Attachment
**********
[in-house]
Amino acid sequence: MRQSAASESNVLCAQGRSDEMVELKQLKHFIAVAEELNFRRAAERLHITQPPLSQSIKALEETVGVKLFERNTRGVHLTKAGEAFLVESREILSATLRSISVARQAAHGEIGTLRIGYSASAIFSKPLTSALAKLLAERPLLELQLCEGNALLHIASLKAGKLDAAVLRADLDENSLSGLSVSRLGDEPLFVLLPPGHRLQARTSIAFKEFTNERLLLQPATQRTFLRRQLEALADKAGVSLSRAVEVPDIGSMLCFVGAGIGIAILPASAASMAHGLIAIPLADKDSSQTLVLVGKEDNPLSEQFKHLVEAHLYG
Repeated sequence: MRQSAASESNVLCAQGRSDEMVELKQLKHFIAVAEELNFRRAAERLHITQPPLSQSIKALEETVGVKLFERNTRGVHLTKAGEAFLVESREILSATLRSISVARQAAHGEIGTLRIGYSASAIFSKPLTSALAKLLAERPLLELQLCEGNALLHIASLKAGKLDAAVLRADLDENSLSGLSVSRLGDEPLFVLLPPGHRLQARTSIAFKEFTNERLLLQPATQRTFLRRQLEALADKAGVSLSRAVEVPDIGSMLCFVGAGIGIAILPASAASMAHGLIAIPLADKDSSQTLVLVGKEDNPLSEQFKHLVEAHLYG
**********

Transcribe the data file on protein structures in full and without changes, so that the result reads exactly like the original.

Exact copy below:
[in-house]
Amino acid sequence: MRQSAASESNVLCAQGRSDEMVELKQLKHFIAVAEELNFRRAAERLHITQPPLSQSIKALEETVGVKLFERNTRGVHLTKAGEAFLVESREILSATLRSISVARQAAHGEIGTLRIGYSASAIFSKPLTSALAKLLAERPLLELQLCEGNALLHIASLKAGKLDAAVLRADLDENSLSGLSVSRLGDEPLFVLLPPGHRLQARTSIAFKEFTNERLLLQPATQRTFLRRQLEALADKAGVSLSRAVEVPDIGSMLCFVGAGIGIAILPASAASMAHGLIAIPLADKDSSQTLVLVGKEDNPLSEQFKHLVEAHLYG
Repeated sequence: MRQSAASESNVLCAQGRSDEMVELKQLKHFIAVAEELNFRRAAERLHITQPPLSQSIKALEETVGVKLFERNTRGVHLTKAGEAFLVESREILSATLRSISVARQAAHGEIGTLRIGYSASAIFSKPLTSALAKLLAERPLLELQLCEGNALLHIASLKAGKLDAAVLRADLDENSLSGLSVSRLGDEPLFVLLPPGHRLQARTSIAFKEFTNERLLLQPATQRTFLRRQLEALADKAGVSLSRAVEVPDIGSMLCFVGAGIGIAILPASAASMAHGLIAIPLADKDSSQTLVLVGKEDNPLSEQFKHLVEAHLYG